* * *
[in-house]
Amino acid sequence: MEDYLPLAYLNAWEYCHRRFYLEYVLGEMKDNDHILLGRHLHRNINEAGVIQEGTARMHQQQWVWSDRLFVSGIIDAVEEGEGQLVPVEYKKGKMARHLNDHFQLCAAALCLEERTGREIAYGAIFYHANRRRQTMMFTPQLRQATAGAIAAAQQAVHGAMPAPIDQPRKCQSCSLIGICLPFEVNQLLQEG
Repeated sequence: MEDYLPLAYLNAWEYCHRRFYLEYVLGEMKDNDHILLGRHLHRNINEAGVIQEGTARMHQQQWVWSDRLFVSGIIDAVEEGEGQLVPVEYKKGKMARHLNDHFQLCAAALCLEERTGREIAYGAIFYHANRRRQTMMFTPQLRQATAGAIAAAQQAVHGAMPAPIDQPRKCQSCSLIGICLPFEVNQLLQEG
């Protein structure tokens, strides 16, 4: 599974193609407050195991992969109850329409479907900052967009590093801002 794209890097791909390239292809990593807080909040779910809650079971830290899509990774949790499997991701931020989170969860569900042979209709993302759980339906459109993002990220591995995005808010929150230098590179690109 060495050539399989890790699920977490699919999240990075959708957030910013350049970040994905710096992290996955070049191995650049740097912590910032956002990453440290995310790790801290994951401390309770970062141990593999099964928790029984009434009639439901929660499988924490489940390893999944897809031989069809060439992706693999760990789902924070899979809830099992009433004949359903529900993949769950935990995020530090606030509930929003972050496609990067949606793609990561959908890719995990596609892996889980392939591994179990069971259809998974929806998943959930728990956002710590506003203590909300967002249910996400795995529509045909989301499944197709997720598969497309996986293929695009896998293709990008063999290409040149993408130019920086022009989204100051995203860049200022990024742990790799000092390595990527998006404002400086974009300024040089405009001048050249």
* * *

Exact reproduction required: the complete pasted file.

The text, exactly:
[in-house]
Amino acid sequence: MEDYLPLAYLNAWEYCHRRFYLEYVLGEMKDNDHILLGRHLHRNINEAGVIQEGTARMHQQQWVWSDRLFVSGIIDAVEEGEGQLVPVEYKKGKMARHLNDHFQLCAAALCLEERTGREIAYGAIFYHANRRRQTMMFTPQLRQATAGAIAAAQQAVHGAMPAPIDQPRKCQSCSLIGICLPFEVNQLLQEG
Repeated sequence: MEDYLPLAYLNAWEYCHRRFYLEYVLGEMKDNDHILLGRHLHRNINEAGVIQEGTARMHQQQWVWSDRLFVSGIIDAVEEGEGQLVPVEYKKGKMARHLNDHFQLCAAALCLEERTGREIAYGAIFYHANRRRQTMMFTPQLRQATAGAIAAAQQAVHGAMPAPIDQPRKCQSCSLIGICLPFEVNQLLQEG
């Protein structure tokens, strides 16, 4: 599974193609407050195991992969109850329409479907900052967009590093801002 794209890097791909390239292809990593807080909040779910809650079971830290899509990774949790499997991701931020989170969860569900042979209709993302759980339906459109993002990220591995995005808010929150230098590179690109 060495050539399989890790699920977490699919999240990075959708957030910013350049970040994905710096992290996955070049191995650049740097912590910032956002990453440290995310790790801290994951401390309770970062141990593999099964928790029984009434009639439901929660499988924490489940390893999944897809031989069809060439992706693999760990789902924070899979809830099992009433004949359903529900993949769950935990995020530090606030509930929003972050496609990067949606793609990561959908890719995990596609892996889980392939591994179990069971259809998974929806998943959930728990956002710590506003203590909300967002249910996400795995529509045909989301499944197709997720598969497309996986293929695009896998293709990008063999290409040149993408130019920086022009989204100051995203860049200022990024742990790799000092390595990527998006404002400086974009300024040089405009001048050249």